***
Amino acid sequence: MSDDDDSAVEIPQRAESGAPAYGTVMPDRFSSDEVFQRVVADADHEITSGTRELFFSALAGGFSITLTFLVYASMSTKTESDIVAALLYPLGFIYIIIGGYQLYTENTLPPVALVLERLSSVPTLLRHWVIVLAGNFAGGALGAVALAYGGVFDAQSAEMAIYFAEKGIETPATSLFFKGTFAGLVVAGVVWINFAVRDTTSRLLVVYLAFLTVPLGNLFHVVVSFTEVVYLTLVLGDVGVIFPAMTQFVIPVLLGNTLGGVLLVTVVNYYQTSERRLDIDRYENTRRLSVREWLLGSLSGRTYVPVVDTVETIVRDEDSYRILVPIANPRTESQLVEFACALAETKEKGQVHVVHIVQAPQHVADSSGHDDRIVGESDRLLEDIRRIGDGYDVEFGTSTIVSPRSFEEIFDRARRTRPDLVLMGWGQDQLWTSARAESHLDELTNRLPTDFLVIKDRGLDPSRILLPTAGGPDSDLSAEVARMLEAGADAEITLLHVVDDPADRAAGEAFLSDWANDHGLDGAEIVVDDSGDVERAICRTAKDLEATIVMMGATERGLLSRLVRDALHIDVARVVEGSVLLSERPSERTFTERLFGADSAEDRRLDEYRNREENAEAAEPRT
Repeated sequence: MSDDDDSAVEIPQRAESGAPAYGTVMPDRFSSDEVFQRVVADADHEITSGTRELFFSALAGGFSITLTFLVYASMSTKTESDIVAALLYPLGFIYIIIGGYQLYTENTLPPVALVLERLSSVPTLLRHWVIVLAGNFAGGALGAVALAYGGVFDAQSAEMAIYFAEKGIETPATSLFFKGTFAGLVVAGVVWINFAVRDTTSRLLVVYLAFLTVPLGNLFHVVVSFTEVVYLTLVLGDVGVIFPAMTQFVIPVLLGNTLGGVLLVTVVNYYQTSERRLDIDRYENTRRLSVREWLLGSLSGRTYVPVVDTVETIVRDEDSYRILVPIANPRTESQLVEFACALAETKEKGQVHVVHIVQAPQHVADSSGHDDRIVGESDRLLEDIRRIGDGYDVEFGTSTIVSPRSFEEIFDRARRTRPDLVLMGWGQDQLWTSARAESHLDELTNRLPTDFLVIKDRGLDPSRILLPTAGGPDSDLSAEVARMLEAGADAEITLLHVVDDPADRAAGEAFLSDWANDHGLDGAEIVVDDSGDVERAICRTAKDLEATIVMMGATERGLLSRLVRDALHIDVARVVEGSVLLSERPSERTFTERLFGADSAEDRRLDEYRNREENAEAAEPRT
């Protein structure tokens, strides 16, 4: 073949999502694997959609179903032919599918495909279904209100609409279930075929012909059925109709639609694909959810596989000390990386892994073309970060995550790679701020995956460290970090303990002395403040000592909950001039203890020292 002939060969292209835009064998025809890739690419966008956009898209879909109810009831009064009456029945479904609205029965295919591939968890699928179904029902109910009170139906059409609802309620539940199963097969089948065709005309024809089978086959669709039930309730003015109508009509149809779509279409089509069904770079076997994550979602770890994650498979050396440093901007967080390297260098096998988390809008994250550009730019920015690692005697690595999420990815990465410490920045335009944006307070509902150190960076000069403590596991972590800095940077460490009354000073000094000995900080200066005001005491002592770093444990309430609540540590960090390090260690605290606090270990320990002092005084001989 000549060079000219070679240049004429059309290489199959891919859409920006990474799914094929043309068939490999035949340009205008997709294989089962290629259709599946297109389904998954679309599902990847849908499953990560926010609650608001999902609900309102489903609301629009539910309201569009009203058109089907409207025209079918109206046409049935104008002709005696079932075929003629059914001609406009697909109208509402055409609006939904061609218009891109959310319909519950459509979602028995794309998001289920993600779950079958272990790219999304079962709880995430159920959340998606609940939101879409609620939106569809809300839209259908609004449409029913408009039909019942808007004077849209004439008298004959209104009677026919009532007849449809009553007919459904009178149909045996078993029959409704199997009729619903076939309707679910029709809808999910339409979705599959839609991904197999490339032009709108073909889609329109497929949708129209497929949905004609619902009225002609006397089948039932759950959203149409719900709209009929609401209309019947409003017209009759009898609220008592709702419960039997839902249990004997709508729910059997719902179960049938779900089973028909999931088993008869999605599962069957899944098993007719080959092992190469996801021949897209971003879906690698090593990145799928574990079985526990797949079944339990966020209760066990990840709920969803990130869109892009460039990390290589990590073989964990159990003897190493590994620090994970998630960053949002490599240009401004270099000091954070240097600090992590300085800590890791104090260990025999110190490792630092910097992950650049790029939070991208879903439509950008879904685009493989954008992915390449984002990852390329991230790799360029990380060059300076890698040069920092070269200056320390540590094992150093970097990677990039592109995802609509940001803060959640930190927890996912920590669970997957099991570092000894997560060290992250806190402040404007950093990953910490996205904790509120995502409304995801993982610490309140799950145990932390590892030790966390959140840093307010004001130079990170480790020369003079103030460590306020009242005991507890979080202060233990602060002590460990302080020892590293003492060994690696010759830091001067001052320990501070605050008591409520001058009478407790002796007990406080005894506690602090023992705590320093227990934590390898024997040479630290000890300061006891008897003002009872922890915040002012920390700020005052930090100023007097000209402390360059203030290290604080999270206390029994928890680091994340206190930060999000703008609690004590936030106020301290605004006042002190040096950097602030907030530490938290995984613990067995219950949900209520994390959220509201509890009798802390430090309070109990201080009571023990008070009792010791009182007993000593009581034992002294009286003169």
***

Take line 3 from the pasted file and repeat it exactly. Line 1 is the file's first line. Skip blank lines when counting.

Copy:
């Protein structure tokens, strides 16, 4: 073949999502694997959609179903032919599918495909279904209100609409279930075929012909059925109709639609694909959810596989000390990386892994073309970060995550790679701020995956460290970090303990002395403040000592909950001039203890020292 002939060969292209835009064998025809890739690419966008956009898209879909109810009831009064009456029945479904609205029965295919591939968890699928179904029902109910009170139906059409609802309620539940199963097969089948065709005309024809089978086959669709039930309730003015109508009509149809779509279409089509069904770079076997994550979602770890994650498979050396440093901007967080390297260098096998988390809008994250550009730019920015690692005697690595999420990815990465410490920045335009944006307070509902150190960076000069403590596991972590800095940077460490009354000073000094000995900080200066005001005491002592770093444990309430609540540590960090390090260690605290606090270990320990002092005084001989 000549060079000219070679240049004429059309290489199959891919859409920006990474799914094929043309068939490999035949340009205008997709294989089962290629259709599946297109389904998954679309599902990847849908499953990560926010609650608001999902609900309102489903609301629009539910309201569009009203058109089907409207025209079918109206046409049935104008002709005696079932075929003629059914001609406009697909109208509402055409609006939904061609218009891109959310319909519950459509979602028995794309998001289920993600779950079958272990790219999304079962709880995430159920959340998606609940939101879409609620939106569809809300839209259908609004449409029913408009039909019942808007004077849209004439008298004959209104009677026919009532007849449809009553007919459904009178149909045996078993029959409704199997009729619903076939309707679910029709809808999910339409979705599959839609991904197999490339032009709108073909889609329109497929949708129209497929949905004609619902009225002609006397089948039932759950959203149409719900709209009929609401209309019947409003017209009759009898609220008592709702419960039997839902249990004997709508729910059997719902179960049938779900089973028909999931088993008869999605599962069957899944098993007719080959092992190469996801021949897209971003879906690698090593990145799928574990079985526990797949079944339990966020209760066990990840709920969803990130869109892009460039990390290589990590073989964990159990003897190493590994620090994970998630960053949002490599240009401004270099000091954070240097600090992590300085800590890791104090260990025999110190490792630092910097992950650049790029939070991208879903439509950008879904685009493989954008992915390449984002990852390329991230790799360029990380060059300076890698040069920092070269200056320390540590094992150093970097990677990039592109995802609509940001803060959640930190927890996912920590669970997957099991570092000894997560060290992250806190402040404007950093990953910490996205904790509120995502409304995801993982610490309140799950145990932390590892030790966390959140840093307010004001130079990170480790020369003079103030460590306020009242005991507890979080202060233990602060002590460990302080020892590293003492060994690696010759830091001067001052320990501070605050008591409520001058009478407790002796007990406080005894506690602090023992705590320093227990934590390898024997040479630290000890300061006891008897003002009872922890915040002012920390700020005052930090100023007097000209402390360059203030290290604080999270206390029994928890680091994340206190930060999000703008609690004590936030106020301290605004006042002190040096950097602030907030530490938290995984613990067995219950949900209520994390959220509201509890009798802390430090309070109990201080009571023990008070009792010791009182007993000593009581034992002294009286003169």